When Nicolas Wicks walked into a blacksmith’s shop in Edinburgh, Scotland in 2011, he didn’t know the visit would shape the rest of his life. As an American college student majoring in ecological economics, Wicks was spending his time in classrooms and on computers, and wanted to work with his hands.
He became an unpaid apprentice for the blacksmith, learned the craft, and came home to make another discovery—his grandfather’s welding tools were waiting for him.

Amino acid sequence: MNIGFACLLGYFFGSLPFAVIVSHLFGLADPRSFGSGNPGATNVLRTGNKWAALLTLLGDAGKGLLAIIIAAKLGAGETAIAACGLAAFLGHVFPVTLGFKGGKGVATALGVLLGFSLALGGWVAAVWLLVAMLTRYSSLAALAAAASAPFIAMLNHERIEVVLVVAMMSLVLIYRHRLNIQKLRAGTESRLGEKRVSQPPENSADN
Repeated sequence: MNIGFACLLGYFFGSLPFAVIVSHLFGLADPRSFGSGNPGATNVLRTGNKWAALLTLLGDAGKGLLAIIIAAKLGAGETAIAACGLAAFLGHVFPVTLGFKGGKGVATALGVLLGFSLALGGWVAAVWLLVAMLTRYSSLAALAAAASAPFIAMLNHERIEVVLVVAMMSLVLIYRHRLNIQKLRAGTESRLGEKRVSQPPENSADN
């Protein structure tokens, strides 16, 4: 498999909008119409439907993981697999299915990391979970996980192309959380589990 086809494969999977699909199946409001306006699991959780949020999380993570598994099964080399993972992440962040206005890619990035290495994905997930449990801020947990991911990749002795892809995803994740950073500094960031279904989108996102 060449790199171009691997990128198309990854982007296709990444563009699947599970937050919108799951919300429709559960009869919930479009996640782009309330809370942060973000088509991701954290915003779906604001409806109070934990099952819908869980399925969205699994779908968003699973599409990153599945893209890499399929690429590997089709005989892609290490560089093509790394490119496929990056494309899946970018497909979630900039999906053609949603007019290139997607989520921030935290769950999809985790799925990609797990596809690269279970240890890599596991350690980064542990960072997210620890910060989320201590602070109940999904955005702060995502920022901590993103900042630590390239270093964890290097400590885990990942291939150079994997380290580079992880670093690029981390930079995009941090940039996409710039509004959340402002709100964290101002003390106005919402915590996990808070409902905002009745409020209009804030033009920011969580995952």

On his mother’s side, Wicks’ grandfather and great-grandfather were metal workers. His great-grandfather, William Wicks, owned a welding shop in Queens, New York: He created pylons for the World’s Fair and, during World War II, taught welding to shipyard workers to support the effort.